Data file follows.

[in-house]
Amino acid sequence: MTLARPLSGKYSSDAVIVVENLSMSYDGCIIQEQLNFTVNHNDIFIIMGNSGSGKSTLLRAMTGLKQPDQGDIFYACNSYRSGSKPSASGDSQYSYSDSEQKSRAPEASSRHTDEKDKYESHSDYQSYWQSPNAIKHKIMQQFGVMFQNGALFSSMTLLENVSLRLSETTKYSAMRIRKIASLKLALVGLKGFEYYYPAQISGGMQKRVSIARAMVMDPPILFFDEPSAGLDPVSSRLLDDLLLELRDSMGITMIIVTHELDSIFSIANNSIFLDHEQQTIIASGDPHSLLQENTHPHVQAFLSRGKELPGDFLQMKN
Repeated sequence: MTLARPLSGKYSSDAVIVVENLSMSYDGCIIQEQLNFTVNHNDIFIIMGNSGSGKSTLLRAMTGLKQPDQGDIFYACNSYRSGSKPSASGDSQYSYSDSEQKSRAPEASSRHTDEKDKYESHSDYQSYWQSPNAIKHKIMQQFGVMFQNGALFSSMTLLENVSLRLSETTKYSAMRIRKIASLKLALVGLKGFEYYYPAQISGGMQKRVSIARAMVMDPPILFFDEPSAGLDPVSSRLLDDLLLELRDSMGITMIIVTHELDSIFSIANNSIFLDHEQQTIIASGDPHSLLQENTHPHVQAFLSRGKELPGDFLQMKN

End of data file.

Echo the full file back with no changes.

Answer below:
[in-house]
Amino acid sequence: MTLARPLSGKYSSDAVIVVENLSMSYDGCIIQEQLNFTVNHNDIFIIMGNSGSGKSTLLRAMTGLKQPDQGDIFYACNSYRSGSKPSASGDSQYSYSDSEQKSRAPEASSRHTDEKDKYESHSDYQSYWQSPNAIKHKIMQQFGVMFQNGALFSSMTLLENVSLRLSETTKYSAMRIRKIASLKLALVGLKGFEYYYPAQISGGMQKRVSIARAMVMDPPILFFDEPSAGLDPVSSRLLDDLLLELRDSMGITMIIVTHELDSIFSIANNSIFLDHEQQTIIASGDPHSLLQENTHPHVQAFLSRGKELPGDFLQMKN
Repeated sequence: MTLARPLSGKYSSDAVIVVENLSMSYDGCIIQEQLNFTVNHNDIFIIMGNSGSGKSTLLRAMTGLKQPDQGDIFYACNSYRSGSKPSASGDSQYSYSDSEQKSRAPEASSRHTDEKDKYESHSDYQSYWQSPNAIKHKIMQQFGVMFQNGALFSSMTLLENVSLRLSETTKYSAMRIRKIASLKLALVGLKGFEYYYPAQISGGMQKRVSIARAMVMDPPILFFDEPSAGLDPVSSRLLDDLLLELRDSMGITMIIVTHELDSIFSIANNSIFLDHEQQTIIASGDPHSLLQENTHPHVQAFLSRGKELPGDFLQMKN